Shortly after our escape, we came upon a smattering of caves hollowed out long, long ago by the hands of men as abodes for eremites, and the deserted ruins of a pair of monasteries dating from the Byzantine era clinging to rocky cliffs beside the flow. Similar to what happened in the land above the Keban mega-dam when it was built, most of these and much of what else we saw during our descent of the Euphrates have long since been submerged beneath the backwaters of new dams such as the Karakaya and the 555-foot high, mile-wide Atatürk Dam— the sixth-largest in the world—named after the founder of modern Turkey, Mustafa Kemal Atatürk and completed in 1992.
The Keban, Karakaya, and Atatürk dams are but three of 22 dams and 19 power plants strategically placed throughout the Tigris and Euphrates river systems comprising Turkey’s $32 billion Southeast Anatolia Project (GAP), formally announced in 1980 and nearing completion today. Hundreds of hamlets and villages have been inundated and well over 100,000 people forced to relocate to new homes. Once a cradle of civilizations to a succession of Hittites, Assyrians, Medes, Persians, Greeks, Romans, Arabs, and Armenians, the region we floated past is now mostly covered by glistening lakes and slow-moving aqua ribbons well-suited for such things as water-skiing and boating, fishing and swimming, irrigation and flood control.
I count myself fortunate beyond measure to have viewed the archaeological gems and assorted natural wonders of the Grand Canyon of the Euphrates and the encompassing plains and valleys and streams before they disappeared forever into watery graves.
That evening, as we made the last camp of our journey at the foot of towering cliffs, a band of wary Kurdish rebel separatists appeared without warning from out of the gloaming. One of them carried an AK-47, the others an assortment of serious lethal weaponry, all of it no doubt illegal. The sight of such firepower would put normal people on edge, but, as ExPats living in Saudi Arabia, we were accustomed to the sight of soldiers openly carrying automatic weapons in banks and airports and bus stations and other public places. We should have been frightened, but we weren’t.
Discovering that we were Americans, our visitors relaxed, eased their fingers off their triggers, and turned friendly. One of them pulled out some ancient coins from a small leather pouch and tried to sell them to us at exorbitant prices. Declining his offer, we offered instead to share some freshly-brewed coffee with them, which they passed on. They preferred intense, finely ground, unfiltered Turkish coffee to our watered-down American brew.
Rising just before dawn on the morning of the 2nd of May, we concluded the final 20 miles of our journey at a brisk pace, encountering few rapids of any size, stopping nowhere, and tying our boats together to eat lunch while drifting. Just past noon, we extricated ourselves for the final time from the river’s embrace at the foot of the long-since-flooded Akincilar Bridge in Adiyaman Province near the site of ancient Samosata, capital in classical times of the Kingdom of Commagene. In the near distance stood a conical mound that looked more man-made than natural, and more than likely it was. This region of the Euphrates was dimpled by hundreds of such mounds, built thousands of years ago only to be worn down by weather and time and eventually abandoned, their histories soon forgotten. Only a relatively few had been excavated by archaeologists before disappearing forever beneath the backed-up waters of the Karakaya and Atatürk dams, their mysteries never to be answered.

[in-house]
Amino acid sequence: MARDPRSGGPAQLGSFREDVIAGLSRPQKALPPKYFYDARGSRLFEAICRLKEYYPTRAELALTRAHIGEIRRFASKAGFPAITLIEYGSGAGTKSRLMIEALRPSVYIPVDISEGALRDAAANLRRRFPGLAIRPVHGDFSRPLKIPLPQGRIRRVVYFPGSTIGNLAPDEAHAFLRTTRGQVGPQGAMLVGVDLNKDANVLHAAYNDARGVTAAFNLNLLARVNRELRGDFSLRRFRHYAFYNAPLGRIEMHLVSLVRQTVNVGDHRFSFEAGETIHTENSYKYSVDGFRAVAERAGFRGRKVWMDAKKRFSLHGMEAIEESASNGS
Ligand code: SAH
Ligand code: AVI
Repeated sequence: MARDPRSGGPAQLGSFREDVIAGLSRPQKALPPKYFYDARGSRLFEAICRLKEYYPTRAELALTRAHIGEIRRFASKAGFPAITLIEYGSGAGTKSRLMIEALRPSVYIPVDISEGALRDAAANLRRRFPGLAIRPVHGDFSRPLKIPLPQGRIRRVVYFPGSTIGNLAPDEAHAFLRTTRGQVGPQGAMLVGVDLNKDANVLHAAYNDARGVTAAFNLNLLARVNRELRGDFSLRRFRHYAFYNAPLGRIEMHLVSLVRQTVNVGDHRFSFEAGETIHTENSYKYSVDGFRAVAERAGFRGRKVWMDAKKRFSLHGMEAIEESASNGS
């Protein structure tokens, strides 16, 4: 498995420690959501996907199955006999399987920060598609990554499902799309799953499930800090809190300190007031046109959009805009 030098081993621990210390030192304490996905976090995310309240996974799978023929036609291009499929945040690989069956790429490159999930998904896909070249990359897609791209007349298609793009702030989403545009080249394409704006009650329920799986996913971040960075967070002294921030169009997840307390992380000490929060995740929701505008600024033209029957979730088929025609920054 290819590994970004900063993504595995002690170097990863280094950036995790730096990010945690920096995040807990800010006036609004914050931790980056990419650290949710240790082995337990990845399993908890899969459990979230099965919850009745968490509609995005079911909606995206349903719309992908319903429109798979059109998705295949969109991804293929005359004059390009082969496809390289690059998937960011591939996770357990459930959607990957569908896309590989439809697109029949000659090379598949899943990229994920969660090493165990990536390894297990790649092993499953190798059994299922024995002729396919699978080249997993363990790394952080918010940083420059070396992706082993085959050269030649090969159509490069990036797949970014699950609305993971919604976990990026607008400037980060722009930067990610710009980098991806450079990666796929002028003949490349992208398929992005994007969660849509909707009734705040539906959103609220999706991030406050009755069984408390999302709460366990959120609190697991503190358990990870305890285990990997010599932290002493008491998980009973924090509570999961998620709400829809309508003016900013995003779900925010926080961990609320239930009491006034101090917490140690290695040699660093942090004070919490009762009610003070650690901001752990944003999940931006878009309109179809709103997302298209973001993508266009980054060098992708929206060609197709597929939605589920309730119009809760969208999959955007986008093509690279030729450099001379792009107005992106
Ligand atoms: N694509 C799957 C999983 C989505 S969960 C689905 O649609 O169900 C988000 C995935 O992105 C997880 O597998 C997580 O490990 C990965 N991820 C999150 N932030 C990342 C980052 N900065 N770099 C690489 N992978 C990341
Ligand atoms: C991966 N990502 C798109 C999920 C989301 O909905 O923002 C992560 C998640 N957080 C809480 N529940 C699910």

Elsewhere in Turkey that day, violent demonstrations wracked Istanbul’s Taksim Square, historically the city’s epicenter for popular protests. Beginning in 1980 and for several decades thereafter, the government imposed martial law on eastern Turkey in response to the dangers posed by Kurdish insurgents such as those we’d just met. Kissed by serendipity, we safely completed our journey within a narrow, soon-to-close window of opportunity, arriving back home in the Kingdom unscathed despite the unrest afoot in Turkey at the time. Despite, too, the tumult gripping Iran, nine hours by car from Adiyaman, where revolutionaries had overthrown Mohammad Reza Shah Pahlavi in January; and Syria, less than a four hour drive away, where deadly sectarian strife was rampant; and Iraq, three hours further distant, where Saddam Hussein would seize power that July and soon begin executing his enemies, real and imagined.
Only when preparing for this story did I at last fully appreciate the extent of the dangers we faced and the seriousness of the obstacles we overcame. There’s a popular saying that goes, “What you don’t know won’t hurt you.” What we didn’t know didn’t hurt us, it’s true, but it very well could have.
For me, threats like these were but distant rumors of little practical consequence at the time to how I lived my life. For the moment, I remained basically the same small-town girl I was when I graduated from high school in a town without traffic lights hidden away in the mountains of western Idaho. By the time the shock waves of an exploding Scud missile knocked me out of my bed in Dhahran in January 1991 during the First Gulf War, my awareness of the world and its complexities had deepened considerably.